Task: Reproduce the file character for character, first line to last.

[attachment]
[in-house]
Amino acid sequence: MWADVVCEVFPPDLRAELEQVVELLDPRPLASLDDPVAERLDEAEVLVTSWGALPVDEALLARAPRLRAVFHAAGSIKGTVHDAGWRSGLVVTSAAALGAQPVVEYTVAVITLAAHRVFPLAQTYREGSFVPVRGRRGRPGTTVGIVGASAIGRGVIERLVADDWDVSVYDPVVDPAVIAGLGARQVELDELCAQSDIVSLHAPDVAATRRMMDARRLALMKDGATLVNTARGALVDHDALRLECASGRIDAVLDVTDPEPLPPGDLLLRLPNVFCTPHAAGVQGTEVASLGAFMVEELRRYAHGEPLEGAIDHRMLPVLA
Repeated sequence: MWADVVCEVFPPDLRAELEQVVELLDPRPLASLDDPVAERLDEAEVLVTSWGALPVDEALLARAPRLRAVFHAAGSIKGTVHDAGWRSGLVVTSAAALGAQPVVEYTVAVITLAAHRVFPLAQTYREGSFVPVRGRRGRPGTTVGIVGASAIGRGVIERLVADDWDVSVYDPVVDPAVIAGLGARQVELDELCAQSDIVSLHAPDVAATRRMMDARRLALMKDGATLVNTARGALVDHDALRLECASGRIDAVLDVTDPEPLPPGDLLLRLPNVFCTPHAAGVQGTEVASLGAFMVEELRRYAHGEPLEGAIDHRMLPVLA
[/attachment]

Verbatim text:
[in-house]
Amino acid sequence: MWADVVCEVFPPDLRAELEQVVELLDPRPLASLDDPVAERLDEAEVLVTSWGALPVDEALLARAPRLRAVFHAAGSIKGTVHDAGWRSGLVVTSAAALGAQPVVEYTVAVITLAAHRVFPLAQTYREGSFVPVRGRRGRPGTTVGIVGASAIGRGVIERLVADDWDVSVYDPVVDPAVIAGLGARQVELDELCAQSDIVSLHAPDVAATRRMMDARRLALMKDGATLVNTARGALVDHDALRLECASGRIDAVLDVTDPEPLPPGDLLLRLPNVFCTPHAAGVQGTEVASLGAFMVEELRRYAHGEPLEGAIDHRMLPVLA
Repeated sequence: MWADVVCEVFPPDLRAELEQVVELLDPRPLASLDDPVAERLDEAEVLVTSWGALPVDEALLARAPRLRAVFHAAGSIKGTVHDAGWRSGLVVTSAAALGAQPVVEYTVAVITLAAHRVFPLAQTYREGSFVPVRGRRGRPGTTVGIVGASAIGRGVIERLVADDWDVSVYDPVVDPAVIAGLGARQVELDELCAQSDIVSLHAPDVAATRRMMDARRLALMKDGATLVNTARGALVDHDALRLECASGRIDAVLDVTDPEPLPPGDLLLRLPNVFCTPHAAGVQGTEVASLGAFMVEELRRYAHGEPLEGAIDHRMLPVLA